Really hot weather will tend to make you sweaty, and the longer and hillier the commute, the more this is true.  If there’s showers at work, that can help, otherwise, many people bring or leave a change of clothes at work, and change.  Slowing down also helps.  But this can be a problem.

High-stress traffic.  There are higher- and lower-stress roads  My old commute was completely tolerable for the first eight miles, but the last 2.5 were horrible (out the Middlesex Turnpike into Burlington, past the mall).  Bad hills, bad traffic, and in the winter, terrible snow clearing.  My newer commute has no big hills, quiet neighborhood streets, a separate cycle track section, more quiet neighborhood streets, and finally a 2-lane stretch where there’s room for a bike but the car traffic is so clogged it must go slow.  Slow traffic is good because slow traffic is safe.  But, imagine if you have a commute that is entirely on terrible roads — is that really something you want to do every day?

Too much stuff to carry.  I put this here because it’s a common problem that isn’t really a problem if you decide that you really want to ride a bike —  with a cargo bike, or a trailer, a moderately experienced biker can carry silly amounts of stuff.  But this advice is not for the moderately experienced biker, this is someone starting from near-scratch.  It is generally a good idea to get a rack, front or rear, so you don’t have to carry a backpack all time; those can make your back all sweaty, and wear on your clothing.  I pack my work stuff in a backpack, but normally it rides on the bike.  If there’s enough shopping on the way home that the bike ends up completely full, then I wear the backpack for the last two miles home.

Things to avoid

These things make your commute worse, but you can avoid them, either when they appear, or by choosing routes where they are rarer.

Big trucks. Big trucks are deadly.  In the unlikely event of a crash with a car, your odds of survival are actually pretty good, walking away with bruises and scrapes is common.  That’s not so with a big truck — anything with exposed wheels that can roll over you, can kill you in an instant.  If it seems like a truck driver might want to pass you, find a way to make it easy, find a way to get lots of clearance.  Pulling off to the side is one way to do this.  One place to never, ever be is to the right of a truck at an intersection; when they turn right the rear of the truck tracks a tighter line than the front, and that might end up rolling over you.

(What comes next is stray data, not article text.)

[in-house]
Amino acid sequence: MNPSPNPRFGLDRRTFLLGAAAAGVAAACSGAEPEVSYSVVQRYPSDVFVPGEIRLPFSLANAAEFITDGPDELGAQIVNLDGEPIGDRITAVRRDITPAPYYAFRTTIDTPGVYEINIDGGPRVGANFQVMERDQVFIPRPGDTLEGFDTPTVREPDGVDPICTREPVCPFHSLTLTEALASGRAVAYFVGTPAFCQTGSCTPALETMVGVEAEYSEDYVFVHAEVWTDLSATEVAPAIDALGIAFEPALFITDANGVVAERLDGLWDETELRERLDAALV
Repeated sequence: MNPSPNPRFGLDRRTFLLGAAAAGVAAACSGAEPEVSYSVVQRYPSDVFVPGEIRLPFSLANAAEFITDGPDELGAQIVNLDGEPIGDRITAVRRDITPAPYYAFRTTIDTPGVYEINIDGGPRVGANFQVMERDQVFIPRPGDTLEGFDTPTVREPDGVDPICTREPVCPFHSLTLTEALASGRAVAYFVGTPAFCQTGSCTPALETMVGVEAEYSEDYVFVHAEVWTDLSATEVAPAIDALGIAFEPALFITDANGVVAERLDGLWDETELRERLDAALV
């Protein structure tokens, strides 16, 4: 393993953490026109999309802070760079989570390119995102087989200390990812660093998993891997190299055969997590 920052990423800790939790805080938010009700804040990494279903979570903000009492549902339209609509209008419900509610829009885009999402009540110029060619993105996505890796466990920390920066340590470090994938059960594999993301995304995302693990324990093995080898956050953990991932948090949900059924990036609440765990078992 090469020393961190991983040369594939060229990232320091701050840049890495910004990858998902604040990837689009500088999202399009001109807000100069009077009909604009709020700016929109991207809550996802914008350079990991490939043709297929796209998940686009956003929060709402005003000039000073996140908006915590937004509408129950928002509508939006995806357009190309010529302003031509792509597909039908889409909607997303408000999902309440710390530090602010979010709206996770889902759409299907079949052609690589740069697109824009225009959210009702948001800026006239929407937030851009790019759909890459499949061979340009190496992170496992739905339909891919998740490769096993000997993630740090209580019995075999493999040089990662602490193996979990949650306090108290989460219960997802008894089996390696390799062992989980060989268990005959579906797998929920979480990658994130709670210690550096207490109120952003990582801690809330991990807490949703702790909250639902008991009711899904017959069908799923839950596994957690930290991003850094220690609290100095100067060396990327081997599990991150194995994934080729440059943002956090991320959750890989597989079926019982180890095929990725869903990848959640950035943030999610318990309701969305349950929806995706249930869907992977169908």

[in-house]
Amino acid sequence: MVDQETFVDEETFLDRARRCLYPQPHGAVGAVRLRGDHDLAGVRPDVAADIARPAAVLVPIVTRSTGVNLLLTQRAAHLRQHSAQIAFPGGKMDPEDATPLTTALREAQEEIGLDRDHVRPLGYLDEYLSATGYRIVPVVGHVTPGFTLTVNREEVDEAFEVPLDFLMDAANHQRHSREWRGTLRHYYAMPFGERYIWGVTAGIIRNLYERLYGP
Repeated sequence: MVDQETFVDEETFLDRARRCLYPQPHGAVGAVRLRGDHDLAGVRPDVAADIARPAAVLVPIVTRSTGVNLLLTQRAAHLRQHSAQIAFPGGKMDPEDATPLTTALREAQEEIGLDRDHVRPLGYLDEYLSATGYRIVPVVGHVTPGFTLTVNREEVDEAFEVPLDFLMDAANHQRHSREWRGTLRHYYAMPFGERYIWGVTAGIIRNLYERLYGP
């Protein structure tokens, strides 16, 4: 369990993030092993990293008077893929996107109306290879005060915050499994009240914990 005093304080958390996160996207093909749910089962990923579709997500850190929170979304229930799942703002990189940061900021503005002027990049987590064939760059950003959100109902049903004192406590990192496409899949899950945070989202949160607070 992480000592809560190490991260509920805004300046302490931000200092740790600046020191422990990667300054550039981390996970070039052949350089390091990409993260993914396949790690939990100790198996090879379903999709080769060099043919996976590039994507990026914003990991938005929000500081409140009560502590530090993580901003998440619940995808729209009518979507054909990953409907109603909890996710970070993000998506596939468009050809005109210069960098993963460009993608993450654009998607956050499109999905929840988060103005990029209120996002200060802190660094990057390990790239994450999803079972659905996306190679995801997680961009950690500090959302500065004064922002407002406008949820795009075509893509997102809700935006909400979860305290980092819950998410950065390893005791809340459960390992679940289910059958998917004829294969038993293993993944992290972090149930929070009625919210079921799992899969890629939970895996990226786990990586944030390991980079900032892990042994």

Massachusetts Avenue.  Massachusetts Avenue in Cambridge, especially west of Harvard Square, is not a safe place to ride a bicycle.  It is better now in places because some protected lanes have been added, but they’re not continuous.  It helps to know why Mass Ave is so unsafe, because it’s not the only unsafe road around here, it’s just the one you’re most likely to end up on.  First, it is mostly businesses, meaning parking for shopping, so cars are constantly parking and leaving and every time a car parks, its door opens.  That is, the risk of dooring is relatively high.  Second, it has more than one lane in each direction, which means that drivers have more things to keep track of besides you on a bicycle, and also that they will be looking for ways to use the other lane to go faster.   There’s other roads, use them when they get the job done.